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Seasons that bleed, Market offerings, Farm happenings and Other events

Posted 9/20/2018 9:02pm by Leslie Cooperband or Wes Jarrell.

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Farm News

There is a recurring theme to the change of seasons this year.  Unlike years past where one season gradually fades into the next, each respecting the others’ boundaries, this year’s seasons bleed into each other. Winter bled into spring, leaving snow and dormancy in its wake.  Summer reverse bled into spring, giving nature very little time to adjust to the brusque cold-hot pivot.  On reflection, spring never really made much of an appearance, save for the fruit tree blossoms and the songs of the trilling toads. 

Summer settle in early and decided to stay for a good long while.  She bellowed out so much hot wet air in June that the stagnant seedling crops shot themselves out of the ground and clamored toward the sky.  Within weeks, the weeds were a carpet and the tomato vines were so thick the trellises could no longer support them. Summer seeded clouds every so often, which discharged their moisture when they got too full to hold anymore.  The lush vegetation perspired like a nervous teenager, and the heat and humidity conspired to regenerate themselves for weeks on end. 

Fall tried to make an appearance in early September, pushing the gulf stream southward toward the gulf, but summer rebelled and pushed the gulf stream northward just for spite.   As we approach the autumnal equinox, the fall may win the latest match.  The shortening days and senescent grains belie nature’s plans; there’s even talk of frost in the coming week.  The neighbor farmers have begun the annual grain harvest. Soon, they can turn off the air conditioning in their tractor cabs and finally set it to heat.  It’s time. 

Text Message Customer Loyalty Program:  This week’s text club special encourages you to stock up on cheese. To get the message with the special info, you’ll need to sign up: text either “GOAT” or “URBANA” or “FARMSTORE” to 30500 to sign up.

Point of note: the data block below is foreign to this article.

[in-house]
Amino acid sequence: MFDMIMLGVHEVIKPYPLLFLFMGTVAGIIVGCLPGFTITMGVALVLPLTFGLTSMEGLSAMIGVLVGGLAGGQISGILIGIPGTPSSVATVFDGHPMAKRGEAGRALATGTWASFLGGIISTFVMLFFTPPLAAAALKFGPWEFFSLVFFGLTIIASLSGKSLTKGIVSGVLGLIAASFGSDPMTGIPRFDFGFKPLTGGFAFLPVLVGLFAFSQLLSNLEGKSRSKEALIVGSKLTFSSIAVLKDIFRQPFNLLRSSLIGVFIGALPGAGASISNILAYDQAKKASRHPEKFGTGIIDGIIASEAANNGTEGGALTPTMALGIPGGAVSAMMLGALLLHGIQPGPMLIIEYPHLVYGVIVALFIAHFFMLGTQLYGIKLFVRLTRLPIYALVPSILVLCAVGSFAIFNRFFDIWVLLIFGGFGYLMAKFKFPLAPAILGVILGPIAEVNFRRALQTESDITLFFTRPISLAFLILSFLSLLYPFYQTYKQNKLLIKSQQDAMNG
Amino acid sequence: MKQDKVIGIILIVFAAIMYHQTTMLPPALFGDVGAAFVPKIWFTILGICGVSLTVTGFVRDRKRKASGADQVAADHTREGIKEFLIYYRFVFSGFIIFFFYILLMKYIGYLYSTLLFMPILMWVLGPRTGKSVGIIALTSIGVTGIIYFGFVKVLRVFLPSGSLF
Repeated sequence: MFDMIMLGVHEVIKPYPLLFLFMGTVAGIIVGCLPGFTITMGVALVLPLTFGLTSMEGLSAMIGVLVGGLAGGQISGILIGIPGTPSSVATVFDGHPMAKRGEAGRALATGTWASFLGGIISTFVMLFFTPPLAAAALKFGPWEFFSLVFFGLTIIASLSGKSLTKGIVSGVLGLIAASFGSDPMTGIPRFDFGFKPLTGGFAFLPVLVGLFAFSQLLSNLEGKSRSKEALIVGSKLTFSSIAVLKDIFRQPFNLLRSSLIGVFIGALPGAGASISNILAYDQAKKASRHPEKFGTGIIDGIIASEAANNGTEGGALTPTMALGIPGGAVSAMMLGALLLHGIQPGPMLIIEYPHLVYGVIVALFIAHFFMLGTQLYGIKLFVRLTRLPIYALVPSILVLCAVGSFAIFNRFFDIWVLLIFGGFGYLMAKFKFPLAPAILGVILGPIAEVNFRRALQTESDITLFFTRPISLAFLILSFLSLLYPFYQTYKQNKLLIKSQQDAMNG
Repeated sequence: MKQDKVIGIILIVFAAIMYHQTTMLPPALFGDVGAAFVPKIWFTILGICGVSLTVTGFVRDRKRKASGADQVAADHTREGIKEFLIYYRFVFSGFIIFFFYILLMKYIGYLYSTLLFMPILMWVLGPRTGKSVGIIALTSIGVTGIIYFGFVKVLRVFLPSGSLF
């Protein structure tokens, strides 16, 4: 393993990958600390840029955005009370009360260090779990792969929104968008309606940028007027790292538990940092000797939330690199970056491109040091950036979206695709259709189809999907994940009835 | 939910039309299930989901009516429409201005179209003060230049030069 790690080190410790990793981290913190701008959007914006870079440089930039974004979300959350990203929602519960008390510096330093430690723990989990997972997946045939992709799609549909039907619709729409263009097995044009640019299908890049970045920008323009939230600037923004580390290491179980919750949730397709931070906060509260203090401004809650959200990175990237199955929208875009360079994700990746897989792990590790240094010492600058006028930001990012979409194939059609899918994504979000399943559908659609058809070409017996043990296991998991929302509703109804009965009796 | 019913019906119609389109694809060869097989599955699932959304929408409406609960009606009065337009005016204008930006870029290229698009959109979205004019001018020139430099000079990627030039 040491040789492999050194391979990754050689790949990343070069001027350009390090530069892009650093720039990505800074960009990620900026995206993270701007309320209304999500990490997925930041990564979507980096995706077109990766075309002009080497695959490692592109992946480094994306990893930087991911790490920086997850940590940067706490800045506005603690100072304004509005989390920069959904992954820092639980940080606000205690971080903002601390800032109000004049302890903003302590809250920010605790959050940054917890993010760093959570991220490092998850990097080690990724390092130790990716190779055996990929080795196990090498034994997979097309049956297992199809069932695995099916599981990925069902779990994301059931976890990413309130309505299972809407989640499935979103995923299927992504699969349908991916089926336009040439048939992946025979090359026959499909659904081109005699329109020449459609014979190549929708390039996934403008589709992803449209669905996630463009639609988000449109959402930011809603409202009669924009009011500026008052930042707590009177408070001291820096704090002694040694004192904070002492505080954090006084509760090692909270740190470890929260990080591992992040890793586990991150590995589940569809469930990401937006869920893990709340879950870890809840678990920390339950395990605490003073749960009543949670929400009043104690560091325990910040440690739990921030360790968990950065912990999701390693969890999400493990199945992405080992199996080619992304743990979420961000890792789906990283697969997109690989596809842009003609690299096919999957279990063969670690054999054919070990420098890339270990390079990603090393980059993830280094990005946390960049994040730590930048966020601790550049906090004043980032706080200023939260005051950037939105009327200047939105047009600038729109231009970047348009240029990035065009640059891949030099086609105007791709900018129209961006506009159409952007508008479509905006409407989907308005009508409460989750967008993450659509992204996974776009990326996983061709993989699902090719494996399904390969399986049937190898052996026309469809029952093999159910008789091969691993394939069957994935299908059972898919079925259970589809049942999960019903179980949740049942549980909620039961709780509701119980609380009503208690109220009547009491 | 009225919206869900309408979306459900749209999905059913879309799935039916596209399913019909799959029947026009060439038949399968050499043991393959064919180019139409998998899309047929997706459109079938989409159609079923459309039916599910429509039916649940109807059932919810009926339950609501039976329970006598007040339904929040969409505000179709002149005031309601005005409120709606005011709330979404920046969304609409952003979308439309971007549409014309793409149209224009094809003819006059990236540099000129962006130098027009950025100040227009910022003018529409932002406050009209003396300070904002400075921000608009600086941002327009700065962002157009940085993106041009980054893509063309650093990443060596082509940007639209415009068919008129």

Farmers’ Market Offerings

The forecast is calling for cool and sunny weather-perfect for market shopping. We have some special seasonal cheeses as well as gelato flavors for you, so come out and support your local farmers this Saturday. This is the time of year when summer produce is still abundant and fall crops are starting to make their appearances--even seasonal vegetables and fruits bleed into each other!

If you can’t make it to the market, our farm store is open Friday evening, 4-7 pm, Saturday and Sunday, 1-4 pm.

Here’s the cheese line up for Saturday:

  • Fresh chevre: plain, herbs de Provence, cracked pepper
  • Fresh chevre with dried tomatoes! It’s back and it’s delicious as ever. We grow the mini-roma tomatoes called Juliette, dry them chop them up and then blend them into our fresh chevre.  This is my favorite flavor of chevre.
  • Goat Milk Feta: Tomatoes are still plentiful and delicious. With the cooler weather, why not roast some tomatoes with crumbled feta and fresh chopped herbs?   
  • Little Bloom on the Prairie: This batch is at ripeness perfection.  Flavor is buttery, milky and slightly mushroomy. Enjoy simply on a slice of crusty bread with local honey or jam.
  • Black Goat: an ash-coated bloomy rind cheese with a delicate and crinkly yeasty rind. This batch is young and firm; the opposite of last week’s ooey-gooey version.  It has a wonderful yeasty aroma and a tart lemony paste.
  • Blushing Goat: our take on a washed rind cheese—these little rounds are washed with a kombucha beer for one month.  These blushing pink-orange beauties have a dense gooey-fudgy paste with a rich umami flavor. If you haven’t tried it, ask for a taste. Try it with caramelized onions or some prosciutto on a crostini.
  • Moonglo:  Our first spring milk batches of this raw milk tomme (sort of like a Gouda, but not really) are making their debut at the market and in the farm store. The spring milk produces a lighter, tangy paste with hints of pineapple. The texture of the cheese is a bit more firm than fall milk batches. I’ve got a Sweet-Corn-Moonglo “Queso” recipe posted on our website, so take a look.
  • Huckleberry Blue: our limited late fall goats’ milk blue cheese-we only have a few wedges left of this cheese, and then it’s gone until next year.  This cheese is great crumbled on a salad, sliced and warmed on a steak or burger OR served on baguette with a fig jam or walnut balsamic vinegar reduction (this is an amazing combination). VERY LIMITED-come early if you want some.

Gelato: A cornucopia of flavors for you this week. Pints only at the market ($10 each or 3 for $27); scoops at the farm during open hours. Market pint flavors include:

  • Vanilla
  • Chocolate
  • Salted Caramel Swirl
  • Buttered Pecan (made with Voss Orchard Pecans, Carlyle IL)
  • Fresh Mint
  • Peaches & Cream (made with our very own peaches from the PFFC orchard)
  • Nectarine Sorbetto (with nectarines from Mileur Orchard)
  • Honey-Vanilla-Chevre (made with local  honey)
  • Thai Basil
  • Tart Cherry Amaretto-Stracciatella (it’s a mouthful and it’s delicious)—premium flavor costs $12/pint